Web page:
That changed in May when the institution announced that the team would switch to Division I for the 2012 season. It was the sort of all-in move expected by an athletic department eager to make a splash.

"We know what we can build here, and we have a long view of this," said coach John Paul, the man tasked with molding the program to compete with the likes of lacrosse juggernauts Syracuse, Johns Hopkins and Virginia. "We're not expecting to tear the door off this thing in the first couple years. This is going to be a process for us, and we knew that going in. We have a lot of respect for what Division I lacrosse is, and we want to be very, very good at it. So we're realistically approaching that."


The Wolverines joined the Eastern College Athletic Conference, which features schools such as Loyola, Denver and Ohio State. But because Michigan's 2012 schedule includes just five of the league's seven members, Michigan is not permitted to participate in the season-ending conference tournament.

Paul acknowledged that the roster is filled with many club players. But Dixon said the Wolverines' entry into Division I will yield quick dividends.

"I think what this does is it gives credence to the sport in the Midwest," he said. "You've seen Ohio State build a pretty significant program, you've seen Notre Dame building that program, and of course out west, you've got Denver, which has been to a national semifinal. So I think as the sport continues to evolve, a place like Michigan -- and you've also got Marquette coming in -- I think it's huge for the sport."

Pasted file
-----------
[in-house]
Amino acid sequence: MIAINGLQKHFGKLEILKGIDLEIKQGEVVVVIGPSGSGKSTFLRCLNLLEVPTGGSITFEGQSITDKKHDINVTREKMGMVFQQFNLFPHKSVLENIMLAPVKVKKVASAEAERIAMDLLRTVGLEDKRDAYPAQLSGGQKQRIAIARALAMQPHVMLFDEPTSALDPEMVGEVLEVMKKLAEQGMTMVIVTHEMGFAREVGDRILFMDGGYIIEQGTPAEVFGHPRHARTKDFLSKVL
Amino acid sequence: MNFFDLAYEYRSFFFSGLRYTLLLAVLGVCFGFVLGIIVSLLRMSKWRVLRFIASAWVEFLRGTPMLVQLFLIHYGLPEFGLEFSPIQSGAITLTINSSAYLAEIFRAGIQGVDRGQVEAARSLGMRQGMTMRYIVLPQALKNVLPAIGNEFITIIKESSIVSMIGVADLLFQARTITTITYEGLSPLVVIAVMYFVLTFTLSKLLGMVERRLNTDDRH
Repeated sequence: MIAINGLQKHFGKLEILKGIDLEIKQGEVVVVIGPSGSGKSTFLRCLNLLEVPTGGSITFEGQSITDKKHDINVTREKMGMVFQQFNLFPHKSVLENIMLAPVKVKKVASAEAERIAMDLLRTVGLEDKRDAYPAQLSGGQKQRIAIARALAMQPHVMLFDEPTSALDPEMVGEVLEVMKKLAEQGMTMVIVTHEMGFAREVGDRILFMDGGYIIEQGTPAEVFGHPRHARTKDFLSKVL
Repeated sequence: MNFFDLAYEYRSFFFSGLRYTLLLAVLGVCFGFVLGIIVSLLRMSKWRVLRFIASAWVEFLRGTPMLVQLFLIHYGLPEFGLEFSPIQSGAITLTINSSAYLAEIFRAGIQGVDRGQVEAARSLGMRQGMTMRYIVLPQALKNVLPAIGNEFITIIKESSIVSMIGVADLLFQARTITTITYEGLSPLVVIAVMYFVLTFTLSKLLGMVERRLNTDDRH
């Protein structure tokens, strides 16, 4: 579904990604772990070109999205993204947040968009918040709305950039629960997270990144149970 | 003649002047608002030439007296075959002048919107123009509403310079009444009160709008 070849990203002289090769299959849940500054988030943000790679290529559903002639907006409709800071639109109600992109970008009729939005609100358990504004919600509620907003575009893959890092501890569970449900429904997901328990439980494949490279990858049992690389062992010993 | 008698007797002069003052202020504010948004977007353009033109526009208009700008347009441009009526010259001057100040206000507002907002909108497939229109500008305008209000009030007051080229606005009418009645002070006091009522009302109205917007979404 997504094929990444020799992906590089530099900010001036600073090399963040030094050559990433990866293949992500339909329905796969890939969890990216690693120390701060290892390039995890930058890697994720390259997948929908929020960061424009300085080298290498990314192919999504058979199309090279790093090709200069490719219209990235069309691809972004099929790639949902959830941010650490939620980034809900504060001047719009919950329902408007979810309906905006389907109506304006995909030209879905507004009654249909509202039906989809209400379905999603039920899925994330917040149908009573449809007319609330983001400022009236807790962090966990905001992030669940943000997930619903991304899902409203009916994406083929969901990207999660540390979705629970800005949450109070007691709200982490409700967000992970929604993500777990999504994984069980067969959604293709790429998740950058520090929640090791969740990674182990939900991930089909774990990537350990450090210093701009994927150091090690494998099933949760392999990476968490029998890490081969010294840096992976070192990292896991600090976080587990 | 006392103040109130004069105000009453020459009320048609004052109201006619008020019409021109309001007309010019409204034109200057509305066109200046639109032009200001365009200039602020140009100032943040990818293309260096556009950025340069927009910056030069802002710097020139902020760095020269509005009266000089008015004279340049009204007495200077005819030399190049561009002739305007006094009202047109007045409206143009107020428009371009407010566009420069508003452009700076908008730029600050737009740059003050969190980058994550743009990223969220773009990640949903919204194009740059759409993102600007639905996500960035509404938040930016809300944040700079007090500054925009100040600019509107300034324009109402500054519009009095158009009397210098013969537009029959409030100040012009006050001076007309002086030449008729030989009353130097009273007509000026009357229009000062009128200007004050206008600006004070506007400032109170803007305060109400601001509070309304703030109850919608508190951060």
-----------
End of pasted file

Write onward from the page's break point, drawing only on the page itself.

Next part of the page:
ACC adds Syracuse

In September, Syracuse and Pittsburgh applied for membership in the ACC, further solidifying the league's reputation as a basketball haven.

But the move also had implications in lacrosse, where the Orange -- which has won 10 national championships -- will join Duke, Maryland, North Carolina and Virginia in 2014. Adding those opponents to the schedule won't be a stretch for Syracuse, which already meets Duke and Virginia in the regular season.

"For our sport, it's not a big change," Orange coach John Desko said. "We already play Virginia, and we already play Duke. We scrimmage Maryland. So it's turning Maryland into a game and getting North Carolina onto the schedule. The goal for any team is to try to get to the NCAAs. To do that, one of the criteria is strength of schedule, your [Rating Percentage Index] and so on. All the teams made the playoffs last year. Virginia won it, Duke won the year before and we won it the previous two years. That automatically makes for good rankings and good points toward that criteria for the playoffs."

The addition of Syracuse figures to make what many perceive to be the toughest conference in lacrosse even more formidable and could give the league five of nine at-large berths in the NCAA tournament.

ESPN analyst and former Orange midfielder Paul Carcaterra said the university secured its long-term future.

"It made all the sense in the world, in terms of the long-term picture, to be involved in a conference like the Atlantic Coast Conference," he said. "It would just benefit not only the lacrosse program but all of their athletics as a whole. With the unrest in other conferences and realignment, I think it was important for Syracuse to make a long-term commitment to a conference that they knew would be around for a while."